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Transcript of Timeline
The Canadian Charter of Rights and Freedoms
Sir John A. Macdonald wanted to unite the dominion of Canada into a country with a the pacific railroad.
That meant the Government had to get the titles for Rupert's Land and North West Territory from Hudson Bay's Company, which was transferred to the government by 1869.
The First Nation's titles must also be taken to build the railroad, the government knew they would never give it up. The First Nations signed the numbered treaties for the government to claim the lands bit by bit. The return for the surrendered land were annuity payment, smaller fraction of the original land as reserves and the right to continue trap, hunt and fish on the surrendered land.
The government used the "submit or starve" strategy. The First Nations were dying from disease outbreaks, plus the near-extinction of plains bison, they were eager to receive help from the government. In exchange for the aid, the government asked for the land, not giving the First Nations any room for negotiation.
The Numbered Treaties, 1871-1921
Residential Schools, 1879-1996
The Charter stated that if there are any rights to use the Aboriginal language, they can continue to exist, though not under direct protection.
Section 25 of the Charter states that it does not derogate existing Aboriginal rights and freedoms.
Section 35 of the Charter states that the existing aboriginal and treaty rights of the aboriginal people of Canada are hereby recognized and affirmed. This included the Indians, Inuit and Métis.
This allowed the aboriginals to officially declare self-governance and being recognized by the government as a significant minority group.
How have the collective rights of First Nations changed over time?
Designed to protect the land the First Nations. However, the land still belonged to the crown.
Used the Indian Agent to give land to the First Nations.
The act was passed without the consult of the First Nations. The government believed their culture was superior to Indian culture (ethnocentrism).
The theme was to assimilate and civilize the First Nations.
The "Civilization of Indian Tribes Act" stated that if the Indians traded their aboriginal rights for the Canadian citizenship, then they're allowed to own properties, vote and serve as juries. And most saw this as a attempt to take control of their lands.
This act restricted the way Indians elect their leaders, the way they educated their children, and how their estates would be dealt after death.
The act also restricted the Indian's right to wear traditional clothes and the right to take part in traditional ceremony.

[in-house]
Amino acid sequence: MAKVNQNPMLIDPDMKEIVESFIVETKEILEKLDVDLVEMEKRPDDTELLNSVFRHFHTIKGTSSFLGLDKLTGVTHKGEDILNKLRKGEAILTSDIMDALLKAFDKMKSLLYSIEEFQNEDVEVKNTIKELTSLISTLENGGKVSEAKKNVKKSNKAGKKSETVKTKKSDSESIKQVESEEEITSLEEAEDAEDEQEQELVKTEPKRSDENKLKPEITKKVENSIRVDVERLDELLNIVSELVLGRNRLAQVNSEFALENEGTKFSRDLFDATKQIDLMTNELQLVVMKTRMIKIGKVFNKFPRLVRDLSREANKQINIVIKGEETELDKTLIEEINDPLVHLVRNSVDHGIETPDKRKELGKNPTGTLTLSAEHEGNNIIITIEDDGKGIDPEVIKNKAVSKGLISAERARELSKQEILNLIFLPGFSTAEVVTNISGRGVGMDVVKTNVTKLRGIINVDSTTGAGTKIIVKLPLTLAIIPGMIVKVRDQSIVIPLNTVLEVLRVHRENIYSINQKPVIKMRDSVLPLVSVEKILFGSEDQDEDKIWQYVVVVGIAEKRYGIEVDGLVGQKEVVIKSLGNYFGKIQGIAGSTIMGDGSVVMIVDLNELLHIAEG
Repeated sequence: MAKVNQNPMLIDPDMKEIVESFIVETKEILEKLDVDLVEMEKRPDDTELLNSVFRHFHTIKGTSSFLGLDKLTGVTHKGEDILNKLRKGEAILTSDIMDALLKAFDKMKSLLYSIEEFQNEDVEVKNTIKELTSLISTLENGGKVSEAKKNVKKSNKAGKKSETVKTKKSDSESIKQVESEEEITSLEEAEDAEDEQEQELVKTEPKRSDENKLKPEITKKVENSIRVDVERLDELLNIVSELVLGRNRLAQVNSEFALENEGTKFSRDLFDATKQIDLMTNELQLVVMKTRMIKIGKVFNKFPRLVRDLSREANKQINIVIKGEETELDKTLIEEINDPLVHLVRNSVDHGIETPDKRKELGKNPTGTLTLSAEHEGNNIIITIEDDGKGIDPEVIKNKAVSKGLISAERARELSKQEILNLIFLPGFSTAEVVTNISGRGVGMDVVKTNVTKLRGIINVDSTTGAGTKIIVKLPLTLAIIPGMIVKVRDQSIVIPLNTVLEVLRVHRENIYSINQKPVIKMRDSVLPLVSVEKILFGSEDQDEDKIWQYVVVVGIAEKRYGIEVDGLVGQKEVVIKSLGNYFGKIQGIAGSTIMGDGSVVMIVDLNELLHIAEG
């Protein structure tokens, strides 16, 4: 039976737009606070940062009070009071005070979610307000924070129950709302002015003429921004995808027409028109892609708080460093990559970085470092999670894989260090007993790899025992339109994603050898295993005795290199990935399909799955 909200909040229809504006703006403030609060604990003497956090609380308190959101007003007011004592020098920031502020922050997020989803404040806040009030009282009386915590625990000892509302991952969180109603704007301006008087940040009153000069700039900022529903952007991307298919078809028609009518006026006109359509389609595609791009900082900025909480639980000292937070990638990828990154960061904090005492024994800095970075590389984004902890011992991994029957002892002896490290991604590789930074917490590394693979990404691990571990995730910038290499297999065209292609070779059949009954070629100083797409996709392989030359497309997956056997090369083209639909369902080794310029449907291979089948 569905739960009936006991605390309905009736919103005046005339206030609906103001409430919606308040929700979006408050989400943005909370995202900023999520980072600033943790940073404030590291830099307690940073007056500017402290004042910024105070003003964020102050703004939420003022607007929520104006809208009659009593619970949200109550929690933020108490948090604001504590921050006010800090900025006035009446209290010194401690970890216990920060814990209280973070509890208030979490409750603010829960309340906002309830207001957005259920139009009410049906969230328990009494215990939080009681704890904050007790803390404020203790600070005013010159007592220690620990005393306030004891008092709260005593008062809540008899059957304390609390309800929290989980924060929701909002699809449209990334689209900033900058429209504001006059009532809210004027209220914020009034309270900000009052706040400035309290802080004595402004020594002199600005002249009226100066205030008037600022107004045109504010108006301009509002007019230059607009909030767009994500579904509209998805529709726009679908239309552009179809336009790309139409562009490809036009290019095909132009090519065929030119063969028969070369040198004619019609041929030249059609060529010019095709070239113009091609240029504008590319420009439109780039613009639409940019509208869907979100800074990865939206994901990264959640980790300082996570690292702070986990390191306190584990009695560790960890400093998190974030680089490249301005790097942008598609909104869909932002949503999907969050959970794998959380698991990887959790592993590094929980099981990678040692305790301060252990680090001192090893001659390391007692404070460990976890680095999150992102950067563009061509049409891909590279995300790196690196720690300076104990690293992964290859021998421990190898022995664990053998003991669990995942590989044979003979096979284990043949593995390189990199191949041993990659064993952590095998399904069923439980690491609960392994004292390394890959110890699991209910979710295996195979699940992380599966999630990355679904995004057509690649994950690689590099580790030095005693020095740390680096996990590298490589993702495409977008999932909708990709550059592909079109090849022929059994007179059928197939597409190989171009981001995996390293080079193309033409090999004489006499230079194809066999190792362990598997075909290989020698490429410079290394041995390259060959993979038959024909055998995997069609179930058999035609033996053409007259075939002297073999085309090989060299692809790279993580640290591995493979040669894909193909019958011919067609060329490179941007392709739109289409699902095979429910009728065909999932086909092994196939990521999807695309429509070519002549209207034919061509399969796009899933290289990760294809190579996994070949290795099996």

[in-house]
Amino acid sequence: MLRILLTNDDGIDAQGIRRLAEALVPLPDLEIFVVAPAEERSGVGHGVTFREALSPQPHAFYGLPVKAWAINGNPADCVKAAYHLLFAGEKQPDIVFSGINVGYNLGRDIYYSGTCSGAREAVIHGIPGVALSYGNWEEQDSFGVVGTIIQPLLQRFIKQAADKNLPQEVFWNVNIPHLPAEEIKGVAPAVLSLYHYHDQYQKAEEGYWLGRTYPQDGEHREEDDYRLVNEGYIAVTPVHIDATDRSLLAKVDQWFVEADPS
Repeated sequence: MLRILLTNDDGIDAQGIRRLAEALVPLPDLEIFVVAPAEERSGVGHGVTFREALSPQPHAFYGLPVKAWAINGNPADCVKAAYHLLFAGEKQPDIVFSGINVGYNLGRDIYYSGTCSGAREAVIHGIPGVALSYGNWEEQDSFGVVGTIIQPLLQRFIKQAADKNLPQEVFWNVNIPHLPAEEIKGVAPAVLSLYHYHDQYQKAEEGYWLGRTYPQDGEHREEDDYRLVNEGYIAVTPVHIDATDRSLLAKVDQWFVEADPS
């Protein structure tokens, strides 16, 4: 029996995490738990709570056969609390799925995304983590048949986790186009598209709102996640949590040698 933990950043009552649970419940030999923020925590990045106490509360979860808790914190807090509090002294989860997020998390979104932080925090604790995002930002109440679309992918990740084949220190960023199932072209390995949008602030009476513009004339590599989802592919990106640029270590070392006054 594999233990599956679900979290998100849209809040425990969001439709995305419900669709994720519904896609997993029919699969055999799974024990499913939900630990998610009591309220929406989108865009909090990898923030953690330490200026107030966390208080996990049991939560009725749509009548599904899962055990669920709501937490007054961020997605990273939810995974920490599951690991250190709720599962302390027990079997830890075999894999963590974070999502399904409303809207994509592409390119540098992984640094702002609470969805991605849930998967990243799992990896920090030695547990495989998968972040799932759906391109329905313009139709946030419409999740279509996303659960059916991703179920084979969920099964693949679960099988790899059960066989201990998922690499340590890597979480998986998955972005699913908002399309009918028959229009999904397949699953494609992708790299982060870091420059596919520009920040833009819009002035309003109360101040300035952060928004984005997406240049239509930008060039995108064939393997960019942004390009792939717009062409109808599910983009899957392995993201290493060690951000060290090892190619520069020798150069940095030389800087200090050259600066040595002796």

The Indian Act, 1876
The Royal Proclamation was considered a foundation for future treaty-making and the first step for the recognition on First Nation rights and titles.
It states that all native lands belong to the crown, but also recognizes the hunting and farming rights of the Natives.
The Western lands of Canada were reserved for the "several nations of tribes of Indian".
The First Nations claimed their tribal sovereignty through the proclamation.
We made treaties with Great Britain and the trust was given to the Canadian government to live up to our treaties. Ever since the first treaties, First Nations have felt the [Canadian] officials have not complied with those treaties.
- John Tootoosis, Poundmaker Cree Nation, 1947
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"Royal Proclamation of 1763." Wikipedia. Wikimedia Foundation, 01 Sept. 2013. Web. 10 Jan. 2013.
"Numbered Treaties." Wikipedia. Wikimedia Foundation, 01 Aug. 2013. Web. 10 Jan. 2013.
"Royal Proclamation of 1763." - The Canadian Encyclopedia. N.p., n.d. Web. 13 Jan. 2013.
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"Section Thirty-five of the Constitution Act, 1982." Wikipedia. Wikimedia Foundation, 01 Apr. 2013. Web. 14 Jan. 2013.
-term used to describe members of the aboriginal groups is North America
-the indigenous people of Canada
-supreme power and authority as claimed by a state
-a piece of land set apart for a special purpose
he belief that one's culture is superior to all others
-a group's culture is lost from pressure to join a more dominant culture
The government thought it would be best for the First Nations to learn English and adopt a modern lifestyle
The government created residential schools because they believed that children would be more likely to adopt the new lifestyles
Attendance was mandatory
The children lived in poor conditions, and were treated harshly
When the children came back home, many could not speak their native languages
"The residential schools were designed to eradicate any sense of Indian-ness. They denied us the opportunity to learn about ourselves."
— Phil Fontaine
"The great aim of our legislation has been to do away with the tribal system and assimilate the Indian people in all respects with the other inhabitants of the Dominion as speedily as they are fit to change.”
- John A Macdonald, 1887
I speak of a Canada where men and women of Aboriginal ancestry, of French and British heritage, of the diverse cultures of the world, demonstrate the will to share this land in peace, in justice, and with mutual respect.
- Prime Minister Pierre Trudeau, April 17, 1982 at the proclamation ceremony for the constitution.
“And whereas it is just and reasonable, and essential to our interest, and the security of our colonies, that the several Nations or Tribes of Indians with whom we are connected, and who live under our protection, should not be disturbed in the possession of such parts of our dominions and territories as, not having been ceded to or purchased by us, are reserved to them, or any of them, as their hunting grounds.” –King George III
By: Jason Z and Tony Y